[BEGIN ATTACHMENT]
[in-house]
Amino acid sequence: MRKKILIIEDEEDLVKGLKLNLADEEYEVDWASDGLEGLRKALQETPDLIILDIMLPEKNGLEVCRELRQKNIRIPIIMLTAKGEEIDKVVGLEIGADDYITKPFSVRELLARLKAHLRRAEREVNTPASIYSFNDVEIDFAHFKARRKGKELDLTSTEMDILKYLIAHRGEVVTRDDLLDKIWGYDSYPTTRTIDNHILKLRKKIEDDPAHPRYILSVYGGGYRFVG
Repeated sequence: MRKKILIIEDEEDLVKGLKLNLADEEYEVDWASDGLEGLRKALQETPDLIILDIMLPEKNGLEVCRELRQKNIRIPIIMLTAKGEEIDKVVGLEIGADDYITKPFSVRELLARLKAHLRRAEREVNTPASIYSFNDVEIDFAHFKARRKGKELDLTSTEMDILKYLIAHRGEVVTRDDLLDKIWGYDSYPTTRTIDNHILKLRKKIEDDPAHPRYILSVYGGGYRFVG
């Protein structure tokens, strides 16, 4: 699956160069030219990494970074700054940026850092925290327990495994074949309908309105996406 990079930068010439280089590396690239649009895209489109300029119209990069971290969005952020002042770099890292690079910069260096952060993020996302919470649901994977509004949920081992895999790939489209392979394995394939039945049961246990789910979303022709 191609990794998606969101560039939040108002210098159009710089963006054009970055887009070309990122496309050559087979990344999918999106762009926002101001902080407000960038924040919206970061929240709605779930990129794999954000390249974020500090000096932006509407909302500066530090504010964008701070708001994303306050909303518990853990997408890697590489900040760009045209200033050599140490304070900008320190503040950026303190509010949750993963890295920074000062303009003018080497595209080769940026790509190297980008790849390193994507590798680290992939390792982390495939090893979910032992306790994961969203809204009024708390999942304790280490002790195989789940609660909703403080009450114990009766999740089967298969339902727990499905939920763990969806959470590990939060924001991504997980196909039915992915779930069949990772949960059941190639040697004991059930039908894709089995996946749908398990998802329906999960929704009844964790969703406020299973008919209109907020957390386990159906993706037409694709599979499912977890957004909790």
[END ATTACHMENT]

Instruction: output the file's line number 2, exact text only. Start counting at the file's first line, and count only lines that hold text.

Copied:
Amino acid sequence: MRKKILIIEDEEDLVKGLKLNLADEEYEVDWASDGLEGLRKALQETPDLIILDIMLPEKNGLEVCRELRQKNIRIPIIMLTAKGEEIDKVVGLEIGADDYITKPFSVRELLARLKAHLRRAEREVNTPASIYSFNDVEIDFAHFKARRKGKELDLTSTEMDILKYLIAHRGEVVTRDDLLDKIWGYDSYPTTRTIDNHILKLRKKIEDDPAHPRYILSVYGGGYRFVG